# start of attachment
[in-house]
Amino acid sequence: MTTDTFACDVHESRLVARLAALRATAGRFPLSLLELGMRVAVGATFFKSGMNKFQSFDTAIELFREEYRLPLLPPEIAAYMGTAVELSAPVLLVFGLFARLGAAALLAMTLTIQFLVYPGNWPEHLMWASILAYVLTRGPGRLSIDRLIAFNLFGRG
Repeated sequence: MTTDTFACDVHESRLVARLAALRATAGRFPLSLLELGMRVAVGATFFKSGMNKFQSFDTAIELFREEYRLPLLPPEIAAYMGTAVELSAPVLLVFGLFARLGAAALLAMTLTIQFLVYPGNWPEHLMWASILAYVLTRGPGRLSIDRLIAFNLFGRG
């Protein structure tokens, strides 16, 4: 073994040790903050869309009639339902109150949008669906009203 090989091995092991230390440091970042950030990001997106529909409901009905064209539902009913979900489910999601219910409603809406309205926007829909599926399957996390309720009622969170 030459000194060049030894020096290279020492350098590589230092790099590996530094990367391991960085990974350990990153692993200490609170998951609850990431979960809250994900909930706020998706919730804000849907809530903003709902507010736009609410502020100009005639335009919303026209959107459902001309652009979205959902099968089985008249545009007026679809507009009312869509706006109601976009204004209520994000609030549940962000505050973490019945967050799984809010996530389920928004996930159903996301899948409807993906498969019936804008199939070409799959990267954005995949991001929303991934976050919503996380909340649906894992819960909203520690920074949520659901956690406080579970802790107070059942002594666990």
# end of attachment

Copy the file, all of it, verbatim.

[in-house]
Amino acid sequence: MTTDTFACDVHESRLVARLAALRATAGRFPLSLLELGMRVAVGATFFKSGMNKFQSFDTAIELFREEYRLPLLPPEIAAYMGTAVELSAPVLLVFGLFARLGAAALLAMTLTIQFLVYPGNWPEHLMWASILAYVLTRGPGRLSIDRLIAFNLFGRG
Repeated sequence: MTTDTFACDVHESRLVARLAALRATAGRFPLSLLELGMRVAVGATFFKSGMNKFQSFDTAIELFREEYRLPLLPPEIAAYMGTAVELSAPVLLVFGLFARLGAAALLAMTLTIQFLVYPGNWPEHLMWASILAYVLTRGPGRLSIDRLIAFNLFGRG
């Protein structure tokens, strides 16, 4: 073994040790903050869309009639339902109150949008669906009203 090989091995092991230390440091970042950030990001997106529909409901009905064209539902009913979900489910999601219910409603809406309205926007829909599926399957996390309720009622969170 030459000194060049030894020096290279020492350098590589230092790099590996530094990367391991960085990974350990990153692993200490609170998951609850990431979960809250994900909930706020998706919730804000849907809530903003709902507010736009609410502020100009005639335009919303026209959107459902001309652009979205959902099968089985008249545009007026679809507009009312869509706006109601976009204004209520994000609030549940962000505050973490019945967050799984809010996530389920928004996930159903996301899948409807993906498969019936804008199939070409799959990267954005995949991001929303991934976050919503996380909340649906894992819960909203520690920074949520659901956690406080579970802790107070059942002594666990």